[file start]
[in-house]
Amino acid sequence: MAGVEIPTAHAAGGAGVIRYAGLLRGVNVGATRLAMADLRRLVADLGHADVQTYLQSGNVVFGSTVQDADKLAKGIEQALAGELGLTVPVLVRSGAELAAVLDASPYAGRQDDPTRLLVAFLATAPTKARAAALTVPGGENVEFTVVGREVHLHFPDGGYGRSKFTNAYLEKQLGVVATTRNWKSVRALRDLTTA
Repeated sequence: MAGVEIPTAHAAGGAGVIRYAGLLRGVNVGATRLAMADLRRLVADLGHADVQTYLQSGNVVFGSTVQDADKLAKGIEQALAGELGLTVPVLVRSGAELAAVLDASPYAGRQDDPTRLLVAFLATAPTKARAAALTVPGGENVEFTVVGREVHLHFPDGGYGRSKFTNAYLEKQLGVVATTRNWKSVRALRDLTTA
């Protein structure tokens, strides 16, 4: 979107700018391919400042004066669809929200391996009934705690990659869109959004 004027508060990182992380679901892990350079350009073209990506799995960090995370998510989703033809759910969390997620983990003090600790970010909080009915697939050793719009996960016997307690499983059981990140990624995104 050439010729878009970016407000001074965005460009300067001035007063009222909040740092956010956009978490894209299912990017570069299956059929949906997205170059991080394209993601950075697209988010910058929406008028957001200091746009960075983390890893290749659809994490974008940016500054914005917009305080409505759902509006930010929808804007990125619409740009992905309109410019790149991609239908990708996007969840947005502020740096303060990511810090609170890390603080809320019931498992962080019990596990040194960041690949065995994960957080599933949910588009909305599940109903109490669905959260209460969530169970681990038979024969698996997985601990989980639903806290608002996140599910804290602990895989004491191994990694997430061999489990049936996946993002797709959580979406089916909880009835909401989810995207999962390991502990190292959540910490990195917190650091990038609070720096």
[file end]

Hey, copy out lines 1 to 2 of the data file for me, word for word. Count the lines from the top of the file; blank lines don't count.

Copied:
[in-house]
Amino acid sequence: MAGVEIPTAHAAGGAGVIRYAGLLRGVNVGATRLAMADLRRLVADLGHADVQTYLQSGNVVFGSTVQDADKLAKGIEQALAGELGLTVPVLVRSGAELAAVLDASPYAGRQDDPTRLLVAFLATAPTKARAAALTVPGGENVEFTVVGREVHLHFPDGGYGRSKFTNAYLEKQLGVVATTRNWKSVRALRDLTTA